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[Caml-list] Creating mutually dependent objects?
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Date: -- (:)
From: John Prevost <j.prevost@c...>
Subject: Re: [Caml-list] Creating mutually dependent objects?
>>>>> "to" == Thorsten Ohl <ohl@physik.uni-wuerzburg.de> writes:

    to> I need to create tuples of mutually dependent objects.  A
    to> working implementation adds a mutable instance variable that
    to> is updated after all objects in a tuple have been created.
    to> With a little bit of work, this variable can then be hidden.
    to> However, this is a bit tedious.  Why is the much more elegant
    to> approach using `let rec' forbidden?

Think of it in terms of "if a variable holds a value of type t, the
value *must* be a legal value of that type."  In your example, you'd
like to be able to say:

    to> let rec o1 = new o 1 o2 and o2 = new o 2 o1;;

But this can't be done, because the compiler can't know what you mean
to do with the two "new o" calls.  Consider that instantiating an
object is essentially a function call, and can run arbitrary code.
It's like wanting to be able to say:

let fun test x y = (x,y)

let rec o1 = test 1 o2 and o2 = test 2 o1

You can convert this definition to:

let rec o1 = (1,o2) and o2 = (2,o1)

This statement is indeed legal, if you have -rectypes turned on.  And
class types always hae rectypes turned on.


So what's the problem?  Why doesn't the compiler allow the version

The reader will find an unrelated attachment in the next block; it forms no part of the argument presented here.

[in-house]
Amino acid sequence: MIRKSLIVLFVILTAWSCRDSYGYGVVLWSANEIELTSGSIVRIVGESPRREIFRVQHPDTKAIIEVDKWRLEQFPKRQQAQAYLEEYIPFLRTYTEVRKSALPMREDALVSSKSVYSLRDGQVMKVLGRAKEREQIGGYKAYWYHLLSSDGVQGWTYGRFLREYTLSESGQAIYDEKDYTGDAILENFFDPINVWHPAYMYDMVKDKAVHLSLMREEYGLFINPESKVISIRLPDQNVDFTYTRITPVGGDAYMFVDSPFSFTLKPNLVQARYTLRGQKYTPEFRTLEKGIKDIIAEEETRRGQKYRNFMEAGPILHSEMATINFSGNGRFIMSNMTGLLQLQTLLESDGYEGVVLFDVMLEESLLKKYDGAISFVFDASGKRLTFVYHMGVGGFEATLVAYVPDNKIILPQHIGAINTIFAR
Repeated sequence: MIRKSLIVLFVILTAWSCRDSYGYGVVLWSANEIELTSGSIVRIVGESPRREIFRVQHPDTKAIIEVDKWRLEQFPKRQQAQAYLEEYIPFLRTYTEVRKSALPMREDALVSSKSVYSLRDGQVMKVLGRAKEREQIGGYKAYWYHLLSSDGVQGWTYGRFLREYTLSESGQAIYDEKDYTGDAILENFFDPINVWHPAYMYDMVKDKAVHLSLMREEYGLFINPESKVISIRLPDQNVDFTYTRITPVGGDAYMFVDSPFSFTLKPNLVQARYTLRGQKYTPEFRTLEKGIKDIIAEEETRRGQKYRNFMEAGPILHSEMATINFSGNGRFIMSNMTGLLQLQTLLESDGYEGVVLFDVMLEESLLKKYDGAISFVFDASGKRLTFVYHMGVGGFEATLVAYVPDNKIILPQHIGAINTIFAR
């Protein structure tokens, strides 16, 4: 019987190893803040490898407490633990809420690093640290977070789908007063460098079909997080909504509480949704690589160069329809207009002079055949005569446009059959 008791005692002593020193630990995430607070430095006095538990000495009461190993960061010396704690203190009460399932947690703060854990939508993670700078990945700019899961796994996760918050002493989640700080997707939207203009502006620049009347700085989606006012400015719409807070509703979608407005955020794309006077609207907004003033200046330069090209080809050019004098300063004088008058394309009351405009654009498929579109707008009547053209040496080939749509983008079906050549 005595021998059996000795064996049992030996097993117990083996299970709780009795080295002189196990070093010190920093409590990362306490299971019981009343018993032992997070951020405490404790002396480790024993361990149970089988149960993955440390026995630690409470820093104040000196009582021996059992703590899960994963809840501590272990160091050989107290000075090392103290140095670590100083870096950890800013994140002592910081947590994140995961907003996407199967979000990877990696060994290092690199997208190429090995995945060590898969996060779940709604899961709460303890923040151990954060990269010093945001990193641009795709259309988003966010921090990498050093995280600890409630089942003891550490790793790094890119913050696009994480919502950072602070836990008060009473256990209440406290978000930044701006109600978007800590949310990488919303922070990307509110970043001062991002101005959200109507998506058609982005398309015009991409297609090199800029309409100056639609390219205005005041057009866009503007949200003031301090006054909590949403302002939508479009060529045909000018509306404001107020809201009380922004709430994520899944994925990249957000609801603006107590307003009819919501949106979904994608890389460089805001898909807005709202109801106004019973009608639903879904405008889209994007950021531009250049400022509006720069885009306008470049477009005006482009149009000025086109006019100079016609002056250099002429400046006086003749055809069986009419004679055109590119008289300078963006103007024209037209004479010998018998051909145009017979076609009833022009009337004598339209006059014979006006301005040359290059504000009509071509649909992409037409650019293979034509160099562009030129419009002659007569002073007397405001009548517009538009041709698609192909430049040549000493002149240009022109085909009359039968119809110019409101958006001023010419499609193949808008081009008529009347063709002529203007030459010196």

with function calls even though it can be converted to an expression
that's allowed?  Well, this function has the same type as test, but
can't be converted to anything good:

let fun test2 (a,b) y = (a+1,y)

In this case, the two "objects" would have to be constructed by
sharing values.  You can't construct either o1 or o2 first because it
requires a valid, fully constructed copy of the other value before it
can be constructed itself.


So that's what's going on.  Since object constructors are like
functions and can use their arguments in code, the arguments must be
well-typed values.  Value constructors (record {..} expressions, sum
type constructors, and the like) are not allowed to run code--they
just plop the value down in the appropriate place.  And even then, if
they're hidden behind functions, they can't be used this way, since
it's *syntactic analysis* of the code that allows these constructions
to be used in a let rec.


Hope this was helpful,

John.

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